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Republicans Question Biden Official On “Disinformation” Group That Blacklisted Conservative News Outlets

If you’re tired of censorship and surveillance, join Reclaim The Net.

A senior Biden administration representative was recently questioned in a congressional hearing by the Republican members over allegations about the federal government funding an organization that allegedly deprives conservative media platforms of advertising revenue under the guise of purging disinformation. The organization, called the Global Disinformation Index (GDI), is a UK-based think tank that flags suspected sources of disinformation, compelling advertisers to blacklist these sources, thereby threatening their financial sustainability.

The questioning unfolded in the backdrop of a hearing held by the House Foreign Affairs Committee led by the GOP. They contend that the government-funded Global Engagement Center (GEC) of the State Department, handed over a grant of $100,000 to the GDI in 2021.

The GDI has become a point of contention for congressional members due to its censorship measures. The organization has flagged several media outlets, including the New York Post, as disseminators of “disinformation.”

The accountability hearing had Republicans like Representative Darrell Issa question GEC’s Acting Coordinator Daniel Kimmage on whether these popular outlets, targeted by the GDI, were really spreading disinformation. Kimmage responded by stating that the GEC does not get involved in matters concerning US media outlets or domestic affairs.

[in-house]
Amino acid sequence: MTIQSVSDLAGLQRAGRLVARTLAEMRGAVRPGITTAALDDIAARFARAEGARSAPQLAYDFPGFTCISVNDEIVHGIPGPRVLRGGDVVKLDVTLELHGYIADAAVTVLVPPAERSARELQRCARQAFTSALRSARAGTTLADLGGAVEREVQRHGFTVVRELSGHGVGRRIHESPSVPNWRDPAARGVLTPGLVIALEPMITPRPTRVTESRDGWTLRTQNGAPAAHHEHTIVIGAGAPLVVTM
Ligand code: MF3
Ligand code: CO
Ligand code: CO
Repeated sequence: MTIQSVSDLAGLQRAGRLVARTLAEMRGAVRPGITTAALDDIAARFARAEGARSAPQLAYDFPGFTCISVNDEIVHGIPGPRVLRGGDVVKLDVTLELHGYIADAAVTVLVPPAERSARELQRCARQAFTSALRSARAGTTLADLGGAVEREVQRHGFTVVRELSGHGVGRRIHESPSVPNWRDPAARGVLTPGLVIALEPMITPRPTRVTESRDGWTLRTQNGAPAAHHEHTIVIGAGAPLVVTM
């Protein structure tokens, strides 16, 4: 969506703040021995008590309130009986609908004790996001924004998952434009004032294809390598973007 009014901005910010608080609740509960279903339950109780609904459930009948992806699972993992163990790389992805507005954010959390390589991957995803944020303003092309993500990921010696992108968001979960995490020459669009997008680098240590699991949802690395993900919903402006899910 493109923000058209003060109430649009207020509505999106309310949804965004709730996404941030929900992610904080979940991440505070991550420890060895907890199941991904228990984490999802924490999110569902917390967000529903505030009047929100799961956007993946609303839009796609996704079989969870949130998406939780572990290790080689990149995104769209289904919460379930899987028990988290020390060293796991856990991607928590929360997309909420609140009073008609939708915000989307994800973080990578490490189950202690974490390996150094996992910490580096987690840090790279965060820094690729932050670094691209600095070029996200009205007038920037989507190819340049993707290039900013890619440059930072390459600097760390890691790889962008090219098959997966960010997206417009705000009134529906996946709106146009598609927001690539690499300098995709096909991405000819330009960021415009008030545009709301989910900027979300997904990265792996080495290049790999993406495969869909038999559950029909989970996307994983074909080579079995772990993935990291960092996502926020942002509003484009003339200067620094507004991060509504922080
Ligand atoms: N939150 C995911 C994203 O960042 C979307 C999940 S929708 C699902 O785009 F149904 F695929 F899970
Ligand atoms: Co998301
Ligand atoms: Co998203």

However, when confronted with the question of GEC funding the London-based GDI, Kimmage admitted to the funding but clarified it was only for specific works targeted at Russian and People’s Republic of China narratives in languages other than English. Yet, the GOP lawmakers have continued to argue that the taxpayer funds are indirectly supporting the GDI’s blacklisting activities in the US.

In a period where concerns over free speech and censorship have become increasingly prevalent, the funding extended to entities like the GDI, which tiptoe the line between fact-checking and ideological bias, raises valid queries eerily resonating with the ongoing debate on censorship versus free speech. Notably, at the heart of the controversy is the question of third-party bias and transparency, and whether the act of flagging media outlets as dispensers of “disinformation” contributes to the suppression of certain types of content or perspectives.

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